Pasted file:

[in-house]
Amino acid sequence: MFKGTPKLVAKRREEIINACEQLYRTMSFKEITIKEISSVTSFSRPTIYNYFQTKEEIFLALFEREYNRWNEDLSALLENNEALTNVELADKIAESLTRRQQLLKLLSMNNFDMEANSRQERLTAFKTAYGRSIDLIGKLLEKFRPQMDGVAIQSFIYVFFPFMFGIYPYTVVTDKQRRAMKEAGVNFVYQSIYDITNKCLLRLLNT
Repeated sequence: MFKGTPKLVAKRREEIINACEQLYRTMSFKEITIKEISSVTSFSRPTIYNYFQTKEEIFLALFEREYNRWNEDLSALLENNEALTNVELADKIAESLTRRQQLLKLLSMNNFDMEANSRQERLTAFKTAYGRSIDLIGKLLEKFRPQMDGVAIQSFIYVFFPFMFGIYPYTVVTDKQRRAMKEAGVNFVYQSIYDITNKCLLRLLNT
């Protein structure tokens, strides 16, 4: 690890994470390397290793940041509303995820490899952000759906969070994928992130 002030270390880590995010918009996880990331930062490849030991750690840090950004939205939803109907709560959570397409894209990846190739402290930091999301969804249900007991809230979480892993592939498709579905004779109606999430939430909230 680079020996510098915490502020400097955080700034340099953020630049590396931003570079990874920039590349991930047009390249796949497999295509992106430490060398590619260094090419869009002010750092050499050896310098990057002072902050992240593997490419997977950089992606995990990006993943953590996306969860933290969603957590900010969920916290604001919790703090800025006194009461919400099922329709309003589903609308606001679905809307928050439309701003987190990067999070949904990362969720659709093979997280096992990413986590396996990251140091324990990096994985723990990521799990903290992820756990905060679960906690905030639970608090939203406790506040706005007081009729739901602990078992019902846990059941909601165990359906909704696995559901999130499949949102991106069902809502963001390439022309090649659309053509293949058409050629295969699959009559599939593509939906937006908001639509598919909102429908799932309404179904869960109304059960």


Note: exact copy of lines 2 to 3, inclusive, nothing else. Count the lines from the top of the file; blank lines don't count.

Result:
Amino acid sequence: MFKGTPKLVAKRREEIINACEQLYRTMSFKEITIKEISSVTSFSRPTIYNYFQTKEEIFLALFEREYNRWNEDLSALLENNEALTNVELADKIAESLTRRQQLLKLLSMNNFDMEANSRQERLTAFKTAYGRSIDLIGKLLEKFRPQMDGVAIQSFIYVFFPFMFGIYPYTVVTDKQRRAMKEAGVNFVYQSIYDITNKCLLRLLNT
Repeated sequence: MFKGTPKLVAKRREEIINACEQLYRTMSFKEITIKEISSVTSFSRPTIYNYFQTKEEIFLALFEREYNRWNEDLSALLENNEALTNVELADKIAESLTRRQQLLKLLSMNNFDMEANSRQERLTAFKTAYGRSIDLIGKLLEKFRPQMDGVAIQSFIYVFFPFMFGIYPYTVVTDKQRRAMKEAGVNFVYQSIYDITNKCLLRLLNT